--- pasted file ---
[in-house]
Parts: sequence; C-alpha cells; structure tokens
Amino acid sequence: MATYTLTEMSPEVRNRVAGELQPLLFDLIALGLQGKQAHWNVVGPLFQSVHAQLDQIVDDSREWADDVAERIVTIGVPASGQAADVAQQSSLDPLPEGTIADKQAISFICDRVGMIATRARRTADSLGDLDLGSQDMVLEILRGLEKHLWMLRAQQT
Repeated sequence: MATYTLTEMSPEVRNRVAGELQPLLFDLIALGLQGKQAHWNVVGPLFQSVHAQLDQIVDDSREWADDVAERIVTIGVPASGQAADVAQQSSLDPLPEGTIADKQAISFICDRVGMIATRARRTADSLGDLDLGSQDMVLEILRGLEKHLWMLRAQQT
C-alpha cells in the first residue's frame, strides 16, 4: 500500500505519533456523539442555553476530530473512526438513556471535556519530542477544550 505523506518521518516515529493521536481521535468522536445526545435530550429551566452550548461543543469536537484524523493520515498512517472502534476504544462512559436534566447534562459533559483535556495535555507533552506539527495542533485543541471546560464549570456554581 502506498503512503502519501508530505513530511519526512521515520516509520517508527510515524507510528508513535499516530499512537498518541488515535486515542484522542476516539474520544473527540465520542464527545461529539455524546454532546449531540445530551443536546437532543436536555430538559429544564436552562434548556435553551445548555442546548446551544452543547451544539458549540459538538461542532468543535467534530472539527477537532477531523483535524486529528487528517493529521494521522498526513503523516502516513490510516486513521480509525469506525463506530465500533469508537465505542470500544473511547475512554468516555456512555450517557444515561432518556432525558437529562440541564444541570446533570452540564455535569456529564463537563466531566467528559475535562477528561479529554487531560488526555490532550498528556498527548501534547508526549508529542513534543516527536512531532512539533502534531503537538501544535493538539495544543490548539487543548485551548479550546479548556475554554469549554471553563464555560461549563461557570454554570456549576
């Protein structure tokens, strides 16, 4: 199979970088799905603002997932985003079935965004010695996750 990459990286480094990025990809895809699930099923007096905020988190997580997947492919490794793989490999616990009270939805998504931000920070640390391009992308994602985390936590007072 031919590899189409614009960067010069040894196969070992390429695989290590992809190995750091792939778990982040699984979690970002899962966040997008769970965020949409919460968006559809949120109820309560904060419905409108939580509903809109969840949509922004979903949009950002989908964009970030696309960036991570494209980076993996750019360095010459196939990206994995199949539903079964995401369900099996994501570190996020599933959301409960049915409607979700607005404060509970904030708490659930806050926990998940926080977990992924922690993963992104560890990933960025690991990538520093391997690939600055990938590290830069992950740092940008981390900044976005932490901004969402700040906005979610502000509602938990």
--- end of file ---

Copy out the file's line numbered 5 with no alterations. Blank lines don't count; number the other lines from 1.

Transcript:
C-alpha cells in the first residue's frame, strides 16, 4: 500500500505519533456523539442555553476530530473512526438513556471535556519530542477544550 505523506518521518516515529493521536481521535468522536445526545435530550429551566452550548461543543469536537484524523493520515498512517472502534476504544462512559436534566447534562459533559483535556495535555507533552506539527495542533485543541471546560464549570456554581 502506498503512503502519501508530505513530511519526512521515520516509520517508527510515524507510528508513535499516530499512537498518541488515535486515542484522542476516539474520544473527540465520542464527545461529539455524546454532546449531540445530551443536546437532543436536555430538559429544564436552562434548556435553551445548555442546548446551544452543547451544539458549540459538538461542532468543535467534530472539527477537532477531523483535524486529528487528517493529521494521522498526513503523516502516513490510516486513521480509525469506525463506530465500533469508537465505542470500544473511547475512554468516555456512555450517557444515561432518556432525558437529562440541564444541570446533570452540564455535569456529564463537563466531566467528559475535562477528561479529554487531560488526555490532550498528556498527548501534547508526549508529542513534543516527536512531532512539533502534531503537538501544535493538539495544543490548539487543548485551548479550546479548556475554554469549554471553563464555560461549563461557570454554570456549576